LEGAL GUIDE
Written by attorney Ryan Michael Reppucci | Feb 18, 2011

In Arizona Custody Cases, Can The Court Interview My Children?

The short answer is yes depending upon the age and development of the child requested to be interviewed. Rule 12, Arizona Rules of Family Law Procedure, ("ARFLP"), states:

[o]n motion of any party, or its own motion, the court may, in its discretion, conduct an in camera interview with a minor child who is the subject of a custody or parenting time dispute, to ascertain the child's wishes as to the child's custodian and as to parenting time. The interview may be conducted at any stage of the proceeding and shall be recorded by a court reporter or any electronic medium that is retrievable in perceivable form. The record of the interview may be sealed, in whole or in part, based upon good cause and after considering the best interests of the child. The parties may stipulate that the record of the interview shall not be provided to the parties or that the interview may be conducted off the record.

In addition to the ARFLP provision set forth above:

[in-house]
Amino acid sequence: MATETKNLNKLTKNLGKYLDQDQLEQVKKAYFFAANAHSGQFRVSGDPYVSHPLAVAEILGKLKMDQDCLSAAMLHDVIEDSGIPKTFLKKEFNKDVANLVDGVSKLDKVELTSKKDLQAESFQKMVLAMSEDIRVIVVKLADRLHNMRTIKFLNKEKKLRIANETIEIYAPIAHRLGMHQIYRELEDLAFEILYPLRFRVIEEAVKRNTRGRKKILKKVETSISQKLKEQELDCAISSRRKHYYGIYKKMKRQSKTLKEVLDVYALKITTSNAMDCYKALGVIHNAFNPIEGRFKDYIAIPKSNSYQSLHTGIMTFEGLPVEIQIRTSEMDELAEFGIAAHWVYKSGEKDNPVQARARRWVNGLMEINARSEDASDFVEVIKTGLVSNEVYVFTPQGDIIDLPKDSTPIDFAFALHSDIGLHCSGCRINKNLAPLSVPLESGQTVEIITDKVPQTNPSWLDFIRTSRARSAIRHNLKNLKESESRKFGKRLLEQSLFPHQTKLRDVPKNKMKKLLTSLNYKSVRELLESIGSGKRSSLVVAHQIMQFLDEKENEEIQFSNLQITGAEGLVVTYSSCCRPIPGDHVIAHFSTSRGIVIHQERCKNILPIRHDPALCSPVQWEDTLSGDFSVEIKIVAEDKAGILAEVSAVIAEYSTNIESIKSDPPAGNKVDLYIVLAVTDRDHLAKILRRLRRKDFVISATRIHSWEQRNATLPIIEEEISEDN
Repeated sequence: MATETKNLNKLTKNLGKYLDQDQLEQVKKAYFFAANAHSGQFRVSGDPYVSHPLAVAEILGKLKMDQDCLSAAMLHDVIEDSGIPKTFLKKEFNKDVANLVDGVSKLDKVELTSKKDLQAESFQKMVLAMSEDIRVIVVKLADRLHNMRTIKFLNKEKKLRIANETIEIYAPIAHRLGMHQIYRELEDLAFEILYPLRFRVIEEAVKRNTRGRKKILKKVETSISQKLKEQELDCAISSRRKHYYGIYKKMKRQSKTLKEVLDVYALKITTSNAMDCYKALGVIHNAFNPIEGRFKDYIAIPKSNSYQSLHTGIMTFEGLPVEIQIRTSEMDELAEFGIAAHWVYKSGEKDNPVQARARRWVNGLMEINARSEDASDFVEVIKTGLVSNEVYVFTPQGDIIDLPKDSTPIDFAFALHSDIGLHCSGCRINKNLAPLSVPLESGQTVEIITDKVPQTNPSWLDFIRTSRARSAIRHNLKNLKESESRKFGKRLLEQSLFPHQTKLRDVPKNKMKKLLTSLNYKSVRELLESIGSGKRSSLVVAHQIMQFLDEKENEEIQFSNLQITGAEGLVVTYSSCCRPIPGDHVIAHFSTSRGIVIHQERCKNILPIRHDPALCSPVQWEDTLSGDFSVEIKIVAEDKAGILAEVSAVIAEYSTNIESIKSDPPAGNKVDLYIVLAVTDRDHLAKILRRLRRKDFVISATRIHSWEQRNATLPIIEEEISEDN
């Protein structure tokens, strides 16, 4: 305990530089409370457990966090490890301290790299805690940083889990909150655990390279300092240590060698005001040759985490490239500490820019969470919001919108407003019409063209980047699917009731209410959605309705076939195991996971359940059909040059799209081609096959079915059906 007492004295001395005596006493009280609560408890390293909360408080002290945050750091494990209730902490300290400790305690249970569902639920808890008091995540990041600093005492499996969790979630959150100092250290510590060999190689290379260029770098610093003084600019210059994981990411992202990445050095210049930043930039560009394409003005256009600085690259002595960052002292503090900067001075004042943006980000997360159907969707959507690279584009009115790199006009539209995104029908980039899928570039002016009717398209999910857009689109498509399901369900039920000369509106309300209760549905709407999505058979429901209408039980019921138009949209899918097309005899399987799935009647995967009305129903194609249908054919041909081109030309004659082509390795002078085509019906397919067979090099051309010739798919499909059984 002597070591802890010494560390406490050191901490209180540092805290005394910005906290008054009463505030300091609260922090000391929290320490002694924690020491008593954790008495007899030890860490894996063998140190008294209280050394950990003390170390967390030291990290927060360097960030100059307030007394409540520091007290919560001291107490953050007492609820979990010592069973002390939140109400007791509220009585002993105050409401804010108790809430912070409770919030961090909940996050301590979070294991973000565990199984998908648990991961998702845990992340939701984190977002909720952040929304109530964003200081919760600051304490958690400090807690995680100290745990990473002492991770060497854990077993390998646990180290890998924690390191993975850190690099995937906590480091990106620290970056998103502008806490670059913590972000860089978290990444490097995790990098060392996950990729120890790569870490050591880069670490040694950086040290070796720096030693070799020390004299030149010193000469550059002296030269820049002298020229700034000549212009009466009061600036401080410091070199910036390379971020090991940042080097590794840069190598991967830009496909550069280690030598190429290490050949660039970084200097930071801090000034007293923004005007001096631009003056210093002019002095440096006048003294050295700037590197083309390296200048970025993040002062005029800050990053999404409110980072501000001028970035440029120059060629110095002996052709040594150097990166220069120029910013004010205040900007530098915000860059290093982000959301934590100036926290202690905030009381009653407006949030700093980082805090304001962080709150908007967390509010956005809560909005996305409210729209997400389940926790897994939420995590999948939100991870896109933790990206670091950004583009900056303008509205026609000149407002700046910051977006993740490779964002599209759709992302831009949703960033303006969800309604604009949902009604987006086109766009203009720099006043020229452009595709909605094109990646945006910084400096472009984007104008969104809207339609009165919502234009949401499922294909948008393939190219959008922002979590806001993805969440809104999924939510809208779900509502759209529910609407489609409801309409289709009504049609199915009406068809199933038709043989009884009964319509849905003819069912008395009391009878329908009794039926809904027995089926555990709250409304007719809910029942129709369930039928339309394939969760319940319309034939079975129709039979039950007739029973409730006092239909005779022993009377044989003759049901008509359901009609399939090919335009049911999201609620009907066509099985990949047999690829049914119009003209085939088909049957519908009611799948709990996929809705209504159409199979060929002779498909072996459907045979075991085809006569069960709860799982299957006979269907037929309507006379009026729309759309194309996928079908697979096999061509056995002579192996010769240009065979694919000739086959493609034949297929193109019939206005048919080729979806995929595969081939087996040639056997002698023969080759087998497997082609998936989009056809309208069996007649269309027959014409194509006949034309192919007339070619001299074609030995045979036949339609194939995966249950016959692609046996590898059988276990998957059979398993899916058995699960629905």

Arizona Revised Statutes ? 25-405 allows for an in camera interview of a child to ascertain the child's wishes as to the child's custodian and as to parenting time. A record of the proceeding will be kept to ensure the integrity of the process, to allow for rebuttal information in appropriate cases, and to provide for appropriate appellate review. The definition of "record" is derived from A.R.S. ? 25-1010(E).

It must be noted that an interview of child can go a long way in determining the child's wishes, but that is just one factor the court will consider of many when making a determination regarding child custody. For a complete list of factors the court will consider in rendering a child custody decision review A.R.S. ? 25-403.

It is sometimes a risky proposition in a custody battle to insist that a child be interviewed. For this reason it is strongly suggested that you meet with an experienced Arizona family attorney who can better provide you pros and cons prior to motioning the court.

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